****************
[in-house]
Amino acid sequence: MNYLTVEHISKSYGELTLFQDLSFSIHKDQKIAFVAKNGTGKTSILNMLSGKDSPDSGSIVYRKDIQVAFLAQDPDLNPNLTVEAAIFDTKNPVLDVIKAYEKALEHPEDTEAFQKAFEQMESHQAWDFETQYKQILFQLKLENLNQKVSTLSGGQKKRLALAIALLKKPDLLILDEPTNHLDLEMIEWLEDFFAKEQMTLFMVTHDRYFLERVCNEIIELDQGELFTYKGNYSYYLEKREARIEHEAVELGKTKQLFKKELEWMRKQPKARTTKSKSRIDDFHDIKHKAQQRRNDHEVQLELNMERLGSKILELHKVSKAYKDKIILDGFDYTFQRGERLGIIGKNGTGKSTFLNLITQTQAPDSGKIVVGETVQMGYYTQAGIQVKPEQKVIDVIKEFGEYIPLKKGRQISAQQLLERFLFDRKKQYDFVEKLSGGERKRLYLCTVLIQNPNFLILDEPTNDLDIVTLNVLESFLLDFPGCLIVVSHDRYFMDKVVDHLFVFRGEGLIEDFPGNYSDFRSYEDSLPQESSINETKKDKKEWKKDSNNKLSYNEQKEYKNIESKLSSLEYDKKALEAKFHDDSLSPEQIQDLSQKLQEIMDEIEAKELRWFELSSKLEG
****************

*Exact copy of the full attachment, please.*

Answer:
[in-house]
Amino acid sequence: MNYLTVEHISKSYGELTLFQDLSFSIHKDQKIAFVAKNGTGKTSILNMLSGKDSPDSGSIVYRKDIQVAFLAQDPDLNPNLTVEAAIFDTKNPVLDVIKAYEKALEHPEDTEAFQKAFEQMESHQAWDFETQYKQILFQLKLENLNQKVSTLSGGQKKRLALAIALLKKPDLLILDEPTNHLDLEMIEWLEDFFAKEQMTLFMVTHDRYFLERVCNEIIELDQGELFTYKGNYSYYLEKREARIEHEAVELGKTKQLFKKELEWMRKQPKARTTKSKSRIDDFHDIKHKAQQRRNDHEVQLELNMERLGSKILELHKVSKAYKDKIILDGFDYTFQRGERLGIIGKNGTGKSTFLNLITQTQAPDSGKIVVGETVQMGYYTQAGIQVKPEQKVIDVIKEFGEYIPLKKGRQISAQQLLERFLFDRKKQYDFVEKLSGGERKRLYLCTVLIQNPNFLILDEPTNDLDIVTLNVLESFLLDFPGCLIVVSHDRYFMDKVVDHLFVFRGEGLIEDFPGNYSDFRSYEDSLPQESSINETKKDKKEWKKDSNNKLSYNEQKEYKNIESKLSSLEYDKKALEAKFHDDSLSPEQIQDLSQKLQEIMDEIEAKELRWFELSSKLEG